For Immediate Release
September 23, 2019


Collection of Folk, Pop, World And Jazz Originals Tells a Tale of Love in Many Guises

At Times Evoking Artists Christine McVie, Maria Muldaur and Joni Mitchell Among Others

Album Releases 1.17.20 on Motéma Music

Preview Concert – at Joe’s Pub in New York City on October 29th, @ 7pm.

On ‘Nothing But Love’, Jana Herzen’s diverse, soulful and sophisticated collection of folk/pop/world/jazz originals, the singer-songwriter and guitarist reaches new heights as a storyteller and composer. The wonderfully rich, mature, and complex song tapestry will be released on January 17, by the multi-GRAMMY® winning Motéma label.

With its unexpected juxtapositions of isolation, loss, and melancholy, alongside eye winking fun, hopeful ‘turning the page’ and finding the courage to consider letting the sun back in, ‘Nothing But Love’ offers a complex portrait of a force that, in Herzen’s words, ‘makes the world go ‘round’. “This cycle of 12 songs –one of which I wrote on a napkin in an NYC jazz club as far back as the 1980’s– has long desired to see the light of day.” she explains. “Each song is inspired by a particular moment, place, or person in my life. Together, they tell a tale of love in many guises.”

Herzen’s varied and colorful history infuses her writing. Raised by famed activist scientists Leonard and Leonore A. Herzenberg of Stanford University, her initial calling as a theater artist led her to London and then to New York City in the 1980s where she eventually became a founding member and dramaturge for the award-winning and influential MCC Theater. After ten years with MCC, she then traveled the world extensively, recorded her first album, Soup’s on Fire, and eventually founded her tastemaker Motéma label in 2003.

Though she has primarily devoted her last sixteen years to leading Motéma, Herzen has never lost sight of her journey as a singer, composer, and instrumentalist. The influences of her deep immersion in diverse styles of music show up in the production and arrangements of ‘Nothing But Love’. The album’s soundscape benefits from the vibrancy and immediacy of being recorded ‘live in the studio’ by a group of seasoned jazz musicians with a shared history of working together. The chemistry of the band is palpable. Each instrumentalist brings a special gift to the table, including Herzen whose guitar work plays a key role in leading the arrangements.

As a vocalist, Herzen’s rich, milky and confident tone is warmly inviting as it leads us through the journey of “Nothing But Love.” The song-cycle opens with the title track, a swaggering guitar-driven blues/reggae/country vibe that packs a humorous spiritual punch.  Next is the mournful, smart and redemptive “Speak” a story of lost love and found freedom set to six-eight rhythms born of Herzen’s love for African music. “Speak” is further elevated by a memorable song structure and instrumental interplay.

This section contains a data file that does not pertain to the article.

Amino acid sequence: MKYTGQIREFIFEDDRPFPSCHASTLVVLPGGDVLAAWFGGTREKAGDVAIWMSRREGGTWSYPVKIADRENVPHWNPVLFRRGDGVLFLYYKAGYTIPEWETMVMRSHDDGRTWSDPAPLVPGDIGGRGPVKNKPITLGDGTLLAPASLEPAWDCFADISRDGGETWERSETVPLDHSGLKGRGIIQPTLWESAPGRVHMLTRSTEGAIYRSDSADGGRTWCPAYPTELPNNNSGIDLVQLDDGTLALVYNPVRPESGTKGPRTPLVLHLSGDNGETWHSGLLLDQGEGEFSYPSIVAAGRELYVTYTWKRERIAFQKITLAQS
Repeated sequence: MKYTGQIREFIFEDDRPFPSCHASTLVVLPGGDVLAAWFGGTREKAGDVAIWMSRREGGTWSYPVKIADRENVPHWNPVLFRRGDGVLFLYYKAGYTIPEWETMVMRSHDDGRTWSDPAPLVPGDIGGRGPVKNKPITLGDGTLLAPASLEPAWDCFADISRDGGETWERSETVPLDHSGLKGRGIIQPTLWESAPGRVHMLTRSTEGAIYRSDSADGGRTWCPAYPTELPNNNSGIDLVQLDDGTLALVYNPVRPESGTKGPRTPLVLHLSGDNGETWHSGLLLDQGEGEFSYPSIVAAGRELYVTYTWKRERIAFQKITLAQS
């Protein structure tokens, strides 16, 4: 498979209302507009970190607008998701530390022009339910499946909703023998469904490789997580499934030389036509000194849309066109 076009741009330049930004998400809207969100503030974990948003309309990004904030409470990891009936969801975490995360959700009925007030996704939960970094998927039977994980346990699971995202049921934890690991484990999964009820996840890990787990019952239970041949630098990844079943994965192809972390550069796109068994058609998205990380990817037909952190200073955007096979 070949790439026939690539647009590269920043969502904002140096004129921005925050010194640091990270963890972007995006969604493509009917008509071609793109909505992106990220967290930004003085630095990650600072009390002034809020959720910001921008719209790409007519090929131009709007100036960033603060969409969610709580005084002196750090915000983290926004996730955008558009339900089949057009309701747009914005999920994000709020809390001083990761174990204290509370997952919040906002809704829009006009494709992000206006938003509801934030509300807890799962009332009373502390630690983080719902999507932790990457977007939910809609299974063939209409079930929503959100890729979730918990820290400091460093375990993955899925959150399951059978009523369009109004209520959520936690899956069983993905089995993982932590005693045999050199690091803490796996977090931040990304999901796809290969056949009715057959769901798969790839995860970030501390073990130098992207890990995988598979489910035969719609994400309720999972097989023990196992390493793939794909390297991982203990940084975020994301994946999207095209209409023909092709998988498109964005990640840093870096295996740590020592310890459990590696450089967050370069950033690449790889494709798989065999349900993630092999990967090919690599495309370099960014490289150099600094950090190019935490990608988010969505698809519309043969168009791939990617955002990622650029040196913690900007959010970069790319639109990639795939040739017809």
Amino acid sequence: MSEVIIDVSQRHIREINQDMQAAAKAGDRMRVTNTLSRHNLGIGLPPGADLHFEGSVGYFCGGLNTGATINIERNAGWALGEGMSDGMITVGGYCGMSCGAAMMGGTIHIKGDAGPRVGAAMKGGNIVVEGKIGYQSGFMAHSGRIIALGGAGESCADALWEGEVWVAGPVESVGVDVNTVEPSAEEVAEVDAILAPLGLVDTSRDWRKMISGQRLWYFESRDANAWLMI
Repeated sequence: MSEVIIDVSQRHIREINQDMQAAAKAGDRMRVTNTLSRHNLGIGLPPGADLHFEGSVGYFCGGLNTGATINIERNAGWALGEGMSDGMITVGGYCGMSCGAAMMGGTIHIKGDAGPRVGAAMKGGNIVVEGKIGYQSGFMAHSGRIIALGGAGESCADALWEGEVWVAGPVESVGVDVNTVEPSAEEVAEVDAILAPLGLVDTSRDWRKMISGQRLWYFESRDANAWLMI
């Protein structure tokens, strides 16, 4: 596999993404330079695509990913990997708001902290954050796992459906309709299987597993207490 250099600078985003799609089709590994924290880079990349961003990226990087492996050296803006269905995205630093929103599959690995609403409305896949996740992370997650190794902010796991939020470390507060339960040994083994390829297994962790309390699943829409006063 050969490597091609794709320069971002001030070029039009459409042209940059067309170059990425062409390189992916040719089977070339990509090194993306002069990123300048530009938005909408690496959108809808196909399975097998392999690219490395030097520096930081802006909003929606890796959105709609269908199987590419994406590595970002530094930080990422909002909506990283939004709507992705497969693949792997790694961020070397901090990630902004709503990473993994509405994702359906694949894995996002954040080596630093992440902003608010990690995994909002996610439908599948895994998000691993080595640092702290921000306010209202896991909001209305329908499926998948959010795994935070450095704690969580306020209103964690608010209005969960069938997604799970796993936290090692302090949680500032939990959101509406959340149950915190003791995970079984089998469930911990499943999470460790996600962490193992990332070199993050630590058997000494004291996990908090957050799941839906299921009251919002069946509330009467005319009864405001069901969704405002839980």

The driving rhythms and Dadaist lyrics of the standout third track “On The Outside,” usher in the most quirky, wild and jam-based side of the album’s chameleon sound.  Then a jazzy world of smoke and loss move the narrative through Herzen’s original Cuban Montuno “My Latin Love” and her haunting jazz ballad “Night Blooming Jasmine. ”

Then there’s an interesting cinematic shift on “With An Open Heart.” Lightness starts peeking through. As the verses evolve – her story, then his story, then our story — all souls experiencing love from a different perspective – a door opens to new love, paving the way to Herzen’s Tom Waits-esque wedding song, “Lightening The Load,” and her celebratory “High Time”, set to infectious African Soukous rhythms and affirming the triumph of light over darkness.

Winding up the journey, are Herzen’s reggae/pop song “Like A River,” which flows with the joy of love, trust and partnership; the deeply heartfelt “Thinking of You,” an ode to familial love, loss, and redemption; the expansive “Precious Air,” written in the Australian Outback; and the stand-out closer, the dark and powerful, yet oddly aspirational, ‘Name of Love’ which urges us to “please trust in something that’s higher.”

Throughout the program, Herzen’s understated vocal delivery shifts to suit the mood, style, and story at hand, and at times subtly evokes artists who’ve preceded her – the warm contralto of Christine McVie, for example, or the sensual, yet humorous and wide-ranging vocals of a Maria Muldaur. Meanwhile, her lyrics and musical style at times can bring to mind such forebears as Joni Mitchell, Paul Simon or Suzanne Vega.